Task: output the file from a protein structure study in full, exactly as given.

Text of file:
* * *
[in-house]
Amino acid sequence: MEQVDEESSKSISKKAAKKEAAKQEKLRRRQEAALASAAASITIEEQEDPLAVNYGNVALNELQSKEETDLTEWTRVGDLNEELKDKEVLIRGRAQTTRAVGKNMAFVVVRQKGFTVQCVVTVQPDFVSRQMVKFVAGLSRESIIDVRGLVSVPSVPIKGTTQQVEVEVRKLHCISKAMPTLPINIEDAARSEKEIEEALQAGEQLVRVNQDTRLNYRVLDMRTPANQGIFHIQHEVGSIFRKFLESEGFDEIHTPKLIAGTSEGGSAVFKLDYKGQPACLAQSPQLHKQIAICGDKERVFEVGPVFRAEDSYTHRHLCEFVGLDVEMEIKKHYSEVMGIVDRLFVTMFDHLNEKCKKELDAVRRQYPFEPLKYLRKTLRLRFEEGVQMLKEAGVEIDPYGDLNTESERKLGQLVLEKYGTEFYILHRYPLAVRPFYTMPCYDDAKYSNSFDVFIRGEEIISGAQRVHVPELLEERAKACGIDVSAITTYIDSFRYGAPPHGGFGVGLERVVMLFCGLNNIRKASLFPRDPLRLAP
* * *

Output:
[in-house]
Amino acid sequence: MEQVDEESSKSISKKAAKKEAAKQEKLRRRQEAALASAAASITIEEQEDPLAVNYGNVALNELQSKEETDLTEWTRVGDLNEELKDKEVLIRGRAQTTRAVGKNMAFVVVRQKGFTVQCVVTVQPDFVSRQMVKFVAGLSRESIIDVRGLVSVPSVPIKGTTQQVEVEVRKLHCISKAMPTLPINIEDAARSEKEIEEALQAGEQLVRVNQDTRLNYRVLDMRTPANQGIFHIQHEVGSIFRKFLESEGFDEIHTPKLIAGTSEGGSAVFKLDYKGQPACLAQSPQLHKQIAICGDKERVFEVGPVFRAEDSYTHRHLCEFVGLDVEMEIKKHYSEVMGIVDRLFVTMFDHLNEKCKKELDAVRRQYPFEPLKYLRKTLRLRFEEGVQMLKEAGVEIDPYGDLNTESERKLGQLVLEKYGTEFYILHRYPLAVRPFYTMPCYDDAKYSNSFDVFIRGEEIISGAQRVHVPELLEERAKACGIDVSAITTYIDSFRYGAPPHGGFGVGLERVVMLFCGLNNIRKASLFPRDPLRLAP